My mom has noticed that not as many birds have been coming to her feeders in the past few years in her yard in South Dakota. We take this information and start to wonder what it means, and start to look things up, pay attention, talk with others.
Journaling is another form of monitoring, perhaps a more humanities-related form. Writing down thoughts and feelings, and comparing and contrasting them to the present can bring insight and may even suggest a path forward when it’s otherwise hard to see one. Have you been keeping a journal during the pandemic? Or at other times in your life? Perhaps our social media is our collective journal, these days. I wonder what it would be like to look back at our notes to each other, twenty years from now. Will we like what we see? What will we learn?
Here’s a poem I recently found in my study abroad journal from 2004, when I was finishing my semester in Central America, waiting, like everyone there in Nicaragua, for the rainy season to begin and break the heat that was building and building as April melted into May. I was reflecting in my journal on the decades of violence in Central America, with the US always taking a side and sending troops into civil wars and revolutions there.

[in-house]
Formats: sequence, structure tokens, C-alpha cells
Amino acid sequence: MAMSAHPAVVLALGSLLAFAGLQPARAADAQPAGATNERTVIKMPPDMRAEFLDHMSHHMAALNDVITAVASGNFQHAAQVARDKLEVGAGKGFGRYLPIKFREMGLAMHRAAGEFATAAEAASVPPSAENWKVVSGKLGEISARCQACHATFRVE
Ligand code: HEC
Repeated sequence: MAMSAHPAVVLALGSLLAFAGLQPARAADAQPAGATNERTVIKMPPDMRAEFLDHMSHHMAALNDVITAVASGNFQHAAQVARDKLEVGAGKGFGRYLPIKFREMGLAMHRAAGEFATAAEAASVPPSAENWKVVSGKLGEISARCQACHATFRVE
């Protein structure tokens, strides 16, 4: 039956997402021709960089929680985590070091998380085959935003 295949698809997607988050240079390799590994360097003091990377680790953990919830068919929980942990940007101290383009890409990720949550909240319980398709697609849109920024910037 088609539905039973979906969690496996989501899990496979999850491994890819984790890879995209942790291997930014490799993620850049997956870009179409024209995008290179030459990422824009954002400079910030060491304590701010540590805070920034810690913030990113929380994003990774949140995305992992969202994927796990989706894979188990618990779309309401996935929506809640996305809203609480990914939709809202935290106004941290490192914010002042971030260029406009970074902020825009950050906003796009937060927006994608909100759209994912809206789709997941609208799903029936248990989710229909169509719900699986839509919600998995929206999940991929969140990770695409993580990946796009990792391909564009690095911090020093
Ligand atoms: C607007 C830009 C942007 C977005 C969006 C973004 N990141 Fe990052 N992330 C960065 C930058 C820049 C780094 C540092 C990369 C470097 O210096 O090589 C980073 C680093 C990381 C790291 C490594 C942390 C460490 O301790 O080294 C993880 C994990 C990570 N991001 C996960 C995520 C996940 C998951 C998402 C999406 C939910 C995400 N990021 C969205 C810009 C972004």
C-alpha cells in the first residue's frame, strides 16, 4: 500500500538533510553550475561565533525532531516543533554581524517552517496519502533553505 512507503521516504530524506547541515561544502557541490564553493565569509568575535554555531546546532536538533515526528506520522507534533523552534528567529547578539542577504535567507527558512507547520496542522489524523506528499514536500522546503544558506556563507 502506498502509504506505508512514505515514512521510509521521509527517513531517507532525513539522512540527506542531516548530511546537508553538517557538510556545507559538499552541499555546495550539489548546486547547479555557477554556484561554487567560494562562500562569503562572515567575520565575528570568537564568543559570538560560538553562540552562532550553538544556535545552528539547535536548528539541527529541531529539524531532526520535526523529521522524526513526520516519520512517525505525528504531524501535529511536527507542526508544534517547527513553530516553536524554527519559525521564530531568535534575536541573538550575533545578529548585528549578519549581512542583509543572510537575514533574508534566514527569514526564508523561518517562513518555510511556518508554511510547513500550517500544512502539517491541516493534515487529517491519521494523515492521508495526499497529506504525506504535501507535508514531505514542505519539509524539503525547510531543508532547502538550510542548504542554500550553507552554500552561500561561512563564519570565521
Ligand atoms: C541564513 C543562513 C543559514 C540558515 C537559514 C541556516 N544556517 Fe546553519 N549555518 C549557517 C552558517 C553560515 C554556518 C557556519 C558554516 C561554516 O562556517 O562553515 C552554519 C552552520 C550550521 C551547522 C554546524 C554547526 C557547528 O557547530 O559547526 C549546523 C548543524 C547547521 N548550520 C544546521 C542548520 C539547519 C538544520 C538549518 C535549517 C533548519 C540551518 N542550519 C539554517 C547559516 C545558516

The clouds gather
They are welcome
shade from the piercing sun.
They grow fuller and fuller,
grayer and grayer,
angrier and angrier.
Like the people who are fed up
with piercing injustice.
The air grows heavier also.
Smells like rain.
You can feel it on your skin;
the future rain
that will quench
the thirsty ground.
Managua, Nicaragua, my home for 2 months while studying abroad there during college.
This year, in 2020, we hear the word “unprecedented” so many times. This week we hear of the devastating wildfires in the west. Perhaps all of these events truly are unprecedented. What happens when we look back in history and check the record, the monitoring, that has been done? We might find glimmers of clues as to how to understand our present. I invite you to “monitor” your day-to-day, and to go back and look up the things that you notice around you. You don’t even have to be “a science person” to do it.